Ancient Herculaneum scroll piece revealed by AI – here’s what it says


Vesuvius Challenge grand prize winners used technology to decipher a damaged papyrus scroll

Vesuvius Challenge

Artificial intelligence has helped decipher an ancient papyrus scroll, which was transformed into a blackened piece of carbon by volcanic ash from Mount Vesuvius in AD 79. The first passages of a readable text reveal previously unpublished reflections of a Greek philosopher.

This discovery won the grand prize of $700,000 at Vesuvius Challenge, and used a combination of 3D mapping and AI techniques to detect ink and decipher letter shapes in scroll segments known as the Herculaneum Papyrus, which had been digitally scanned. The combined efforts of the winning team members – Youssef Nader, Luke Farritor and Julian Schilliger – could pave the way for further discoveries from additional papyrus scrolls that were once housed in a library in the ancient Roman city of 'Herculaneum.

“I think this is going to be a huge boon to our knowledge of ancient philosophy, just gigantic – a staggering amount of new texts,” says Michael McOsker at University College London, which was not involved in the discovery.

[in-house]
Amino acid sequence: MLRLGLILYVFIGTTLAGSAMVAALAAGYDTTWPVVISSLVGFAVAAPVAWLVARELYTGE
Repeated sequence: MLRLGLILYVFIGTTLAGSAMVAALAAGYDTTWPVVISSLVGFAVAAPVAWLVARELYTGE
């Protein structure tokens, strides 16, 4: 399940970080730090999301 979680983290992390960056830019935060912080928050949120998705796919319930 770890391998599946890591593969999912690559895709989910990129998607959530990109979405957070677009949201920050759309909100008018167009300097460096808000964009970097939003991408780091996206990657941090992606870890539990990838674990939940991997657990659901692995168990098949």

The winning submission met the Vesuvius Challenge criteria of deciphering more than 85% of the characters in four passages of 140 characters each – and as a bonus, it included 11 more columns of text for a total of more than 2,000 characters.

These rediscovered Greek letters reveal the thoughts of Philodemus, who is said to have been the philosopher in residence at the library that housed the Herculaneum papyri. The deciphered text focuses on the impact of the scarcity or abundance of food and other goods on the pleasure they provide. This corresponds to Philodemus' school of Epicurean philosophy, which prioritized pleasure as the main goal of life. His 2,000-year-old writings even seem to be inspired by the Stoic school of philosophy which has “nothing to say about pleasure”.

And the Vesuvius Challenge is not over. Its goals for 2024 include figuring out how to develop 3D scanning and digital analysis techniques without becoming too expensive. Current techniques cost $100 per square centimeter, which means that virtually unrolling an entire scroll could cost between $1 million and $5 million – and there are 800 scrolls waiting to be deciphered.

“In reality, the vast majority of the known and already deployed library is Epicurean philosophy and that's what we should expect, but there are also some important Stoic texts, perhaps some history and of Latin literature. Complete texts by authors such as Ennius or Livius Andronicus, early Roman authors [whose works] didn't survive, that would be great,” McOsker says. “Epicurus Symposiumin which he wrote about the biology of wine consumption, would be great fun.

The subjects:



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